Note: Rising Tide Vermont organizers Keith Brunner and Will Bennington are associates with Global Justice Ecology Project and run the GJEP Burlington, VT desk.
Burlington, VT– Activists affiliated with Rising Tide Vermont are attending the Vermont Renewable Energy 2012 Conference and Expo at the Sheraton Hotel on Oct. 1-2 to draw attention to Hydro Quebec’s gross violations of First Nations rights in northern Quebec, and its role in the $80 billion “Plan Nord,” a proposal to industrially develop the north of Quebec. They will be on-site to greet conference participants during registration on Monday, Oct. 1st.
Since March 2012, Innu First Nations activists have resisted the construction of new dams on the Romaine river using highway blockades, marches, and a roadside encampment. Their aim is to prevent the Quebec government’s “Plan Nord” from being implemented, which will have severe impacts on their traditional territory through new mega-dams, mines, smelters, industrial forestry and railroad projects.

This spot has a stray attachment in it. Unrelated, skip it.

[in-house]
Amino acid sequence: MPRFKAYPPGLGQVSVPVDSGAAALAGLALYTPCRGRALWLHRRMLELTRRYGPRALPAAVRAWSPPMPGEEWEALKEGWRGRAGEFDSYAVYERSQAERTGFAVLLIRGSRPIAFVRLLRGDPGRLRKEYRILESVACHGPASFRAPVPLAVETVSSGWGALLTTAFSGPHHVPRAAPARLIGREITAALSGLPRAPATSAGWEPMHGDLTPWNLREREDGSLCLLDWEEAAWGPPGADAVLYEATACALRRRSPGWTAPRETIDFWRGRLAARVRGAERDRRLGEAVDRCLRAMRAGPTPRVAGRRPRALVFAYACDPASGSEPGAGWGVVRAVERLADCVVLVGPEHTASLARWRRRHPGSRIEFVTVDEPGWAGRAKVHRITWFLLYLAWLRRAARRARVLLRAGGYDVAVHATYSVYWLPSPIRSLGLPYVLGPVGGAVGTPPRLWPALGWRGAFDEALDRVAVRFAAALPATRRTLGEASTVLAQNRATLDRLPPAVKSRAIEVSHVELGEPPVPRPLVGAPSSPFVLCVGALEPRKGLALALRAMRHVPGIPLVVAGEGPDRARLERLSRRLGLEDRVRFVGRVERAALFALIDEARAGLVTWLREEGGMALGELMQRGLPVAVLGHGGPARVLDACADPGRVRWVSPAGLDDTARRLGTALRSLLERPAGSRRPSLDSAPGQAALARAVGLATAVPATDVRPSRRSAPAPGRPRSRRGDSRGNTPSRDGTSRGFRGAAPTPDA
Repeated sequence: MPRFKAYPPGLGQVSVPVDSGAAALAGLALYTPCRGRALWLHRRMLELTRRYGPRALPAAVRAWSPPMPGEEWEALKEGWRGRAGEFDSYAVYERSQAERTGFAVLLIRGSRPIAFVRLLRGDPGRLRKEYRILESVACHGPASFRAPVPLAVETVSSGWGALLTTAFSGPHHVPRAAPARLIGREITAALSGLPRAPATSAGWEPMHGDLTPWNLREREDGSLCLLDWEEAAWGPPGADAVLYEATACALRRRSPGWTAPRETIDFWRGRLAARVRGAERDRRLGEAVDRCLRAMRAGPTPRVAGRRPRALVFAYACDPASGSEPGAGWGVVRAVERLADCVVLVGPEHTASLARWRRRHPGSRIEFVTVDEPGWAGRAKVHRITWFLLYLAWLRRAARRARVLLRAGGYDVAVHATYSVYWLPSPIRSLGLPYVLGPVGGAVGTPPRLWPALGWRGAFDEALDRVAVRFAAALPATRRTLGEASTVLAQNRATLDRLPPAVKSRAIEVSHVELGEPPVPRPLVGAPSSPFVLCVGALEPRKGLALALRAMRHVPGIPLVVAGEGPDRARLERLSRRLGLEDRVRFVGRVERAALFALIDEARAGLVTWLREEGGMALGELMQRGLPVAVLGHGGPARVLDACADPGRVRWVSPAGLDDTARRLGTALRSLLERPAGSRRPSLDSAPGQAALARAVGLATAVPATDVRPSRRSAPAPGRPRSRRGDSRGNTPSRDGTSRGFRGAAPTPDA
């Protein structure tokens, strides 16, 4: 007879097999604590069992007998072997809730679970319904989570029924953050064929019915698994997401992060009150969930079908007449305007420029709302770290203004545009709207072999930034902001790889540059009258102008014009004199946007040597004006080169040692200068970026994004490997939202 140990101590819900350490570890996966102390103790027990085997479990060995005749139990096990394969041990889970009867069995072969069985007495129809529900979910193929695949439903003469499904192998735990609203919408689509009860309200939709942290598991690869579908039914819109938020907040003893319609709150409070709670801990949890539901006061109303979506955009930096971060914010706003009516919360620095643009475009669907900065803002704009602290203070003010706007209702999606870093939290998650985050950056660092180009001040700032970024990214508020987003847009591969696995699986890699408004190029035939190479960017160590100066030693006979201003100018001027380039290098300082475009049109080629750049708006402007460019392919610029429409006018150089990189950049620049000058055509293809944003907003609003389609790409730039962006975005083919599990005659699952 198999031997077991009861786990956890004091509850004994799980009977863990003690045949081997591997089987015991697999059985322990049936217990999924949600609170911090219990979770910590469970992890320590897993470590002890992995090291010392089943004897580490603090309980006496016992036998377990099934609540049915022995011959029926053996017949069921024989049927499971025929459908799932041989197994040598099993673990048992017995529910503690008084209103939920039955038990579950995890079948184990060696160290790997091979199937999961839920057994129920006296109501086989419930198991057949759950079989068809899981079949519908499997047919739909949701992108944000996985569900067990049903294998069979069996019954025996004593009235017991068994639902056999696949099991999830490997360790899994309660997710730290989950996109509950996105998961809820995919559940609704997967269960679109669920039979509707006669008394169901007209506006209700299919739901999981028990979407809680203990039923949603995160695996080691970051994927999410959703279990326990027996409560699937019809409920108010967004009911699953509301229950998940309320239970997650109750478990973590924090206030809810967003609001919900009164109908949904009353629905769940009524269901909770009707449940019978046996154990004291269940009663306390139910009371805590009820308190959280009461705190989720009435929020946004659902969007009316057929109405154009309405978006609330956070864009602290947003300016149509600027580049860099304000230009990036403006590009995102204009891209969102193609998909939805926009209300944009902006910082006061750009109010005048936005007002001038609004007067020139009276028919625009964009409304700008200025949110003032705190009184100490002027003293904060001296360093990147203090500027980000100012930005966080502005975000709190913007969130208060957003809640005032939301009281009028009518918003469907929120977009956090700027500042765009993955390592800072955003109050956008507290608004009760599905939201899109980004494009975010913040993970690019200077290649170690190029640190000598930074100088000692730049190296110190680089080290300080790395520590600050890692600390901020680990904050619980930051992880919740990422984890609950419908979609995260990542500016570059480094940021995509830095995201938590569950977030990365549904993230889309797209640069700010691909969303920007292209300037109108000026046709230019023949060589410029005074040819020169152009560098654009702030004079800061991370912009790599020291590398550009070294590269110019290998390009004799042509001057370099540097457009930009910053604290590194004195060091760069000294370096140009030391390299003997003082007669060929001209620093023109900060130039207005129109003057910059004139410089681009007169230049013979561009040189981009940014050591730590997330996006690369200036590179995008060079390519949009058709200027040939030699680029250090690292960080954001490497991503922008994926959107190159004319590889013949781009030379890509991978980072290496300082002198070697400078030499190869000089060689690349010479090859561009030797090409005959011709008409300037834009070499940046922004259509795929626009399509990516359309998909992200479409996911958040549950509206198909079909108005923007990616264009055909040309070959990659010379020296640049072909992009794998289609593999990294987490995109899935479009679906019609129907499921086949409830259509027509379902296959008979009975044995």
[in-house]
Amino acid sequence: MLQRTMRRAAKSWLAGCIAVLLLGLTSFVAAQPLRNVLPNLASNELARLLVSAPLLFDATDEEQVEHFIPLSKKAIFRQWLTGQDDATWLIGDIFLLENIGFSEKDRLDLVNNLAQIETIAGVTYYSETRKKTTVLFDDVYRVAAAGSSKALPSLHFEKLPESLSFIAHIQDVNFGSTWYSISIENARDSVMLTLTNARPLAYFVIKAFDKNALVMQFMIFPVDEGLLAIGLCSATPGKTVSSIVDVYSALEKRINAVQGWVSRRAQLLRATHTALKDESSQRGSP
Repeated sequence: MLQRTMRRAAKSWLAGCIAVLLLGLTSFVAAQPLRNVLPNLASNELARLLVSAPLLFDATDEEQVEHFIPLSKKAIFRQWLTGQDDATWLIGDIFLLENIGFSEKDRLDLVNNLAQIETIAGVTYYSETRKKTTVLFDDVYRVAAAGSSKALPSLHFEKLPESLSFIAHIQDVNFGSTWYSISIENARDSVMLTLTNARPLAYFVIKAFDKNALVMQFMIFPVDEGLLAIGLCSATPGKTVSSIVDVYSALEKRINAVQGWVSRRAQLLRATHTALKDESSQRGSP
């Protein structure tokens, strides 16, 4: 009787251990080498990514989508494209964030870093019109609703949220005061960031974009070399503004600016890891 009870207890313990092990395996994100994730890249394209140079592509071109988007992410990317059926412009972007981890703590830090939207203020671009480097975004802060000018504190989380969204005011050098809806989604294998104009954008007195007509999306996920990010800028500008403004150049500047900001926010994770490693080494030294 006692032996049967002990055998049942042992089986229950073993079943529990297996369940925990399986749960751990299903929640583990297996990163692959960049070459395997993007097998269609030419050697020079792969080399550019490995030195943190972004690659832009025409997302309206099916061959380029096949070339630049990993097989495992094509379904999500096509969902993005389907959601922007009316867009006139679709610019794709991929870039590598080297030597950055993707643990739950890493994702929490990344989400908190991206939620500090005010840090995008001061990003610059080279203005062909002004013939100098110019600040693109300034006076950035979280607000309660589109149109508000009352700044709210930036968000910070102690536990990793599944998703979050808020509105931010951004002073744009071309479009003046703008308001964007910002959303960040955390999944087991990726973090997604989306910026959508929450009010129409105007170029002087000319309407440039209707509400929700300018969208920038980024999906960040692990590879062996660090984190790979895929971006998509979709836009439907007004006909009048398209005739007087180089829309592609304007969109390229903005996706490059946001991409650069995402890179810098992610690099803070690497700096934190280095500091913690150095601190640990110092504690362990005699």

Élyse Vollant, an Innu grandmother from the community of Malio-Tenam on the north shore of the St Lawrence river, traveled to Burlington in July with a delegation of nine Innu community members. They came to protest former Quebec Premier Jean Charest and Gov. Peter Shumlin’s marketing of Hydro Quebec power as “green” energy at the Conference of the New England Governors and Eastern Canadian Premiers. “Of course [Hydro Quebec power] can’t be green,” said Vollant. “It’s destroying rivers, it’s destroying trees…and so [my] message to the governor of Vermont is to stop buying energy that’s being produced on lands stolen from indigenous people, from First Nations people.” 
Keith Brunner, an organizer with Rising Tide Vermont who visited Malio-Tenam and the Romaine dam project site this summer, said, “The Shumlin administration and Green Mountain Power have been completely non-transparent regarding the grave ecological and human rights impacts of power from Hydro Quebec.” Brunner said, “Rather than addressing the root causes of climate change, policies such as those that encourage large-scale hydro create new environmental and social problems, especially for already marginalized communities.”
Alexis Lathem, a Vermont resident, who was the co-director from 1994-1998 of a Vermont-based support group for the Innu people in their opposition to hydroelectric development on their lands, said, “Over the last fifty years, the Innu people have seen their forests and rivers, one by one, destroyed by dams. This is still continuing, as the Innu struggle to preserve their last wild rivers and what is left of their way of life.”